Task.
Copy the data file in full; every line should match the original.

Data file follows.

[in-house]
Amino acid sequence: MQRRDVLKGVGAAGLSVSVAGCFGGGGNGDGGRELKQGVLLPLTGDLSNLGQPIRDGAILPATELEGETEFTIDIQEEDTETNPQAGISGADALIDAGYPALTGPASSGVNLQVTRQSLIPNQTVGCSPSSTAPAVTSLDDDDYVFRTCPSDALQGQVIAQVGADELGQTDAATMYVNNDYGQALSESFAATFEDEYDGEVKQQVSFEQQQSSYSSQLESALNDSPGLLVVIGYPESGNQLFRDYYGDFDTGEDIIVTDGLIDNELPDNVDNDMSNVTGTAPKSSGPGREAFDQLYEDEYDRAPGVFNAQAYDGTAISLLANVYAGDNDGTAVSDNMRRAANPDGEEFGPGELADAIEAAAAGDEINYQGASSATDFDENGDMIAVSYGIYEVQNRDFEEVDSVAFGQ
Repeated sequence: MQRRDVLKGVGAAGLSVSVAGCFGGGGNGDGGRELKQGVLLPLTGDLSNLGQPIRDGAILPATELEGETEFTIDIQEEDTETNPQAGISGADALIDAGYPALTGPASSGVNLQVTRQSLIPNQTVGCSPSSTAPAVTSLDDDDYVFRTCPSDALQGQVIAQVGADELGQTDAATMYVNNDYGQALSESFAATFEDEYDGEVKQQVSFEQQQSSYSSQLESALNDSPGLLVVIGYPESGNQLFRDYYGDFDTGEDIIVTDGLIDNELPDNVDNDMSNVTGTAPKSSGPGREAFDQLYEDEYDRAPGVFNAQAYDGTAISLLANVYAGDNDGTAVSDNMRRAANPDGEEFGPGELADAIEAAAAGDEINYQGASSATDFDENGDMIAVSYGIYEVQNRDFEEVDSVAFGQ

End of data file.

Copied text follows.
[in-house]
Amino acid sequence: MQRRDVLKGVGAAGLSVSVAGCFGGGGNGDGGRELKQGVLLPLTGDLSNLGQPIRDGAILPATELEGETEFTIDIQEEDTETNPQAGISGADALIDAGYPALTGPASSGVNLQVTRQSLIPNQTVGCSPSSTAPAVTSLDDDDYVFRTCPSDALQGQVIAQVGADELGQTDAATMYVNNDYGQALSESFAATFEDEYDGEVKQQVSFEQQQSSYSSQLESALNDSPGLLVVIGYPESGNQLFRDYYGDFDTGEDIIVTDGLIDNELPDNVDNDMSNVTGTAPKSSGPGREAFDQLYEDEYDRAPGVFNAQAYDGTAISLLANVYAGDNDGTAVSDNMRRAANPDGEEFGPGELADAIEAAAAGDEINYQGASSATDFDENGDMIAVSYGIYEVQNRDFEEVDSVAFGQ
Repeated sequence: MQRRDVLKGVGAAGLSVSVAGCFGGGGNGDGGRELKQGVLLPLTGDLSNLGQPIRDGAILPATELEGETEFTIDIQEEDTETNPQAGISGADALIDAGYPALTGPASSGVNLQVTRQSLIPNQTVGCSPSSTAPAVTSLDDDDYVFRTCPSDALQGQVIAQVGADELGQTDAATMYVNNDYGQALSESFAATFEDEYDGEVKQQVSFEQQQSSYSSQLESALNDSPGLLVVIGYPESGNQLFRDYYGDFDTGEDIIVTDGLIDNELPDNVDNDMSNVTGTAPKSSGPGREAFDQLYEDEYDRAPGVFNAQAYDGTAISLLANVYAGDNDGTAVSDNMRRAANPDGEEFGPGELADAIEAAAAGDEINYQGASSATDFDENGDMIAVSYGIYEVQNRDFEEVDSVAFGQ